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Three-Dimensional Microfabrication System for Biodegradable Microdevices With High-Resolution and Bio-Applicability

[+] Author Affiliations
Akira Yamada, Fuminori Niikura, Koji Ikuta

Nagoya University

Paper No. IMECE2005-82154, pp. 57-62; 6 pages
doi:10.1115/IMECE2005-82154
From:
  • ASME 2005 International Mechanical Engineering Congress and Exposition
  • Advances in Bioengineering
  • Orlando, Florida, USA, November 5 – 11, 2005
  • Conference Sponsors: Bioengineering Division
  • ISBN: 0-7918-4213-4 | eISBN: 0-7918-3769-6
  • Copyright © 2005 by ASME

abstract

Biodegradable polymers are employed in medicine and its further application is expected with eagerness. But the lack of an appropriate processing method retards the progress. To overcome this problem, we have developped a novel three-dimensional microfabrication system. The system design allows us the processing of the free three-dimensional micro-level forms by stacking up melted polymers from the nozzle. Different from the conventional method, we adopted a batch process to supply materials in order to eliminate the prior process that required toxic solvents. In addition, it is possible to handle almost all biodegradable thermoplastic resins by adopting this system. A single layer from the piled-up layers of extruded lines was observed to evaluate the resolution. The lateral and depth resolutions attained are 40 μm and 45 μm, respectively. Biodegradable polymers enable three-dimensional microstructures such as micro-pipes, micro-bends, and micro-coil springs to be manufactured in less than 15 min. The biocompatibility of the newly fabricated structure was evaluated using a cell line (PC12). For this purpose, a small vessel, with a transparent base, was fabricated using PLA and cells were cultivated in it. The results were then compared with the results obtained using the standard method. The mechanical strength of our microstructures was evaluated using a tensile strength test. The tensile strength of the microstructure was lower than the one obtained from the conventional method, but has enough strength for fabrication of medical devices. Our system renders it possible to produce toxic-free, as well as transparent and leakage-free devices. Our system is expected to have potential applications in optimum design and fabrication of implantable devices, especially in tissue engineering.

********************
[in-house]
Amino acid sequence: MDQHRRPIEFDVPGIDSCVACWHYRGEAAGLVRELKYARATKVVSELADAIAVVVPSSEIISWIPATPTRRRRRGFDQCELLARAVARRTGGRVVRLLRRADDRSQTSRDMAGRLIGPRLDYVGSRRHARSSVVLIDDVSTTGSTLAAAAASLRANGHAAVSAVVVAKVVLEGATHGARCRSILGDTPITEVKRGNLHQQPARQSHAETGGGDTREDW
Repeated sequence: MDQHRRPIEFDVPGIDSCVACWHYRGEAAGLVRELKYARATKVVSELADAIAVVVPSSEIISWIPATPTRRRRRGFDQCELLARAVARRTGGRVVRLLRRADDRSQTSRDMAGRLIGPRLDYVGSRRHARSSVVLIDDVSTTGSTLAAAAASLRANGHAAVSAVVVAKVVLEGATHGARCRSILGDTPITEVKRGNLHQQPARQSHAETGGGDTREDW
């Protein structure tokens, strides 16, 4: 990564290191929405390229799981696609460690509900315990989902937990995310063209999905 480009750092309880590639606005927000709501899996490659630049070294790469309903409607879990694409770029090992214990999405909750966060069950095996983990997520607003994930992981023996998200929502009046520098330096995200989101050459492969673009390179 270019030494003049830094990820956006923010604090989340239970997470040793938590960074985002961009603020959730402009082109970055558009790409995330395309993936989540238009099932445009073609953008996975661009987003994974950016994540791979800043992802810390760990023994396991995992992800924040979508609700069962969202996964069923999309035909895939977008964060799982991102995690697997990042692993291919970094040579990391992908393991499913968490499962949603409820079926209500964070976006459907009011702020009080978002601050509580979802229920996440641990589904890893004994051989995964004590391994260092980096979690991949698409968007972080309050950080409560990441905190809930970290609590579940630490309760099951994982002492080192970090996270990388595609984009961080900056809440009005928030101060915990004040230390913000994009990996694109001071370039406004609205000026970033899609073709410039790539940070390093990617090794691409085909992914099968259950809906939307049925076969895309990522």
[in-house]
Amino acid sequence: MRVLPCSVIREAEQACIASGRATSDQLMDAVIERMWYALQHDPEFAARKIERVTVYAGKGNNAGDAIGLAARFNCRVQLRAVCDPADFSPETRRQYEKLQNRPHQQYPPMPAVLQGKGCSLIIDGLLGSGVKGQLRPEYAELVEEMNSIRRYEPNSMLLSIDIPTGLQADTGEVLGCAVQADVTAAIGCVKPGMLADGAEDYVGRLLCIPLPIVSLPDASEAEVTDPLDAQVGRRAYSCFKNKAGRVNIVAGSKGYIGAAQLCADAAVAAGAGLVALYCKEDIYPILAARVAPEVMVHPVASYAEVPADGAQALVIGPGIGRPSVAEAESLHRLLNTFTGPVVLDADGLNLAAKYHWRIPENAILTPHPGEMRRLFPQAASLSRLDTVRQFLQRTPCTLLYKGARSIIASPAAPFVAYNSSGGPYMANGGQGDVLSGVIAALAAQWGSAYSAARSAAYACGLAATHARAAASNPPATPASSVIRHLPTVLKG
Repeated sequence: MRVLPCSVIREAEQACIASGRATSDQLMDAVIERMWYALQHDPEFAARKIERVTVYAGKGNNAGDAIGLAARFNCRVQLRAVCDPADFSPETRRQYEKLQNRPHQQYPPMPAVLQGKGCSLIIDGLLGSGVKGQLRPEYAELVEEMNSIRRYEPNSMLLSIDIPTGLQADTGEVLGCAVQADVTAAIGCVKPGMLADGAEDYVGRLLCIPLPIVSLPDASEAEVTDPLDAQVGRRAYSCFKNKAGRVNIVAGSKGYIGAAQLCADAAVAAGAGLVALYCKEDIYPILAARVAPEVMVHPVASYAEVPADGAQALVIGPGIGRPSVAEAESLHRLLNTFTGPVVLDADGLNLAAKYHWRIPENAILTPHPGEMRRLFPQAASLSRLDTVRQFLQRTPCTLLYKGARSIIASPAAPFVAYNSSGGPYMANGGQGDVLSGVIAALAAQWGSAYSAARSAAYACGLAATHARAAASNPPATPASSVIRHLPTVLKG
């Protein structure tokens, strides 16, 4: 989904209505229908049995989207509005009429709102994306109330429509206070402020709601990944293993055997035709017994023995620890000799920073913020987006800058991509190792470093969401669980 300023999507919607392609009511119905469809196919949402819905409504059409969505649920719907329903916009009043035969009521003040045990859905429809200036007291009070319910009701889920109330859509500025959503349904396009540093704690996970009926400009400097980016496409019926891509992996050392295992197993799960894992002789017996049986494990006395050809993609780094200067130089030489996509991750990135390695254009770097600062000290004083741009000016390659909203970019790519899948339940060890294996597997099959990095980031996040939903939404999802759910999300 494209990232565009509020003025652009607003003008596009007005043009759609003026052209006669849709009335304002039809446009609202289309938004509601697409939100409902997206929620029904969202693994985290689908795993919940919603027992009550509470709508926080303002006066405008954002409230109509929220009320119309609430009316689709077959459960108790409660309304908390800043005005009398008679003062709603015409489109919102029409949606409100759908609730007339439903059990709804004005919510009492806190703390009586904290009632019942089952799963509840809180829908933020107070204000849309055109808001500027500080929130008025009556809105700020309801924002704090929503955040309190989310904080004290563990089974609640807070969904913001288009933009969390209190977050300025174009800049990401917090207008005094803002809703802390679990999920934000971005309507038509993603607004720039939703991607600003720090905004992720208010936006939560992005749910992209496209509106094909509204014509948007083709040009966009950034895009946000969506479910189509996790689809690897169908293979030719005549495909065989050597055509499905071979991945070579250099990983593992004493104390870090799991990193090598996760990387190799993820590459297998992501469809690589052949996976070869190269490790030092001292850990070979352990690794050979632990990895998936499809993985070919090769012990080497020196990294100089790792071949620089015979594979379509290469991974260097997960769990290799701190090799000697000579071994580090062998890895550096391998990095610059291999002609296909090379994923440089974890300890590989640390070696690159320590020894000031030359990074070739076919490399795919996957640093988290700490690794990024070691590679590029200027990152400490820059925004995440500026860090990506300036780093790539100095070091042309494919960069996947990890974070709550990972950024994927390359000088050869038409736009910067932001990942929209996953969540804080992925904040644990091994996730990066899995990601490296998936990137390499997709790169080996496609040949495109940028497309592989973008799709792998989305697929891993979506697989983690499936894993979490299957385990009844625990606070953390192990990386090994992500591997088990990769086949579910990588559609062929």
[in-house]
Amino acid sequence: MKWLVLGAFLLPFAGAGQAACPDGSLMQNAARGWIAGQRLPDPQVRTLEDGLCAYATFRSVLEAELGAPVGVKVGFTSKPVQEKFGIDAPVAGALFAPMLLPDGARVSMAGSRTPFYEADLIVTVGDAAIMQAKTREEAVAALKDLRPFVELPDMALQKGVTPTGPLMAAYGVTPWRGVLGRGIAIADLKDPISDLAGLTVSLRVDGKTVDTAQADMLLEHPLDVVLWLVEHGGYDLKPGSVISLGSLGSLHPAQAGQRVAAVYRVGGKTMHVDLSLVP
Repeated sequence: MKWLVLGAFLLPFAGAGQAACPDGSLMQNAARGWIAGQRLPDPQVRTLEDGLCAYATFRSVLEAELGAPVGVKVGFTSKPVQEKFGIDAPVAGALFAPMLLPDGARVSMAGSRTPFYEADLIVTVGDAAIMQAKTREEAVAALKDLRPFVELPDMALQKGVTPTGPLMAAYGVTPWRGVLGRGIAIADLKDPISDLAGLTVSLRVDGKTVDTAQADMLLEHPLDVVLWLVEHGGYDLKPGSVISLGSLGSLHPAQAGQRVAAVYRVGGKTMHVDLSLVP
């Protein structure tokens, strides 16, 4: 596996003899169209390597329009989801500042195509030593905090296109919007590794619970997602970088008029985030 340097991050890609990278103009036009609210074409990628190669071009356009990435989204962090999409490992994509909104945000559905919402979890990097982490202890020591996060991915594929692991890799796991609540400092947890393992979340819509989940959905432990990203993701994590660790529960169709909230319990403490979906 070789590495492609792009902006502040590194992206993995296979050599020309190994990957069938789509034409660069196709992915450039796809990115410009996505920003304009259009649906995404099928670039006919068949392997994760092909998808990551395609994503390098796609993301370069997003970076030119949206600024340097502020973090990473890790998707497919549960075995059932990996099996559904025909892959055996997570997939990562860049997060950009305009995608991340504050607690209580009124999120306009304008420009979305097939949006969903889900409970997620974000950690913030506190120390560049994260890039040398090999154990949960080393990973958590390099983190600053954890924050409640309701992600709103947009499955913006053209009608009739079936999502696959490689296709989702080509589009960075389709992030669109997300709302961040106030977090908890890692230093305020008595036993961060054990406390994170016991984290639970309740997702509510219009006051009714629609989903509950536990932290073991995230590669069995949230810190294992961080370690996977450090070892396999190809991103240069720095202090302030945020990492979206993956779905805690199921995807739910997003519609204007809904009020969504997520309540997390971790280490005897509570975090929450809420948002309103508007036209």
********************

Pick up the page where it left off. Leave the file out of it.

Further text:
Copyright © 2005 by ASME

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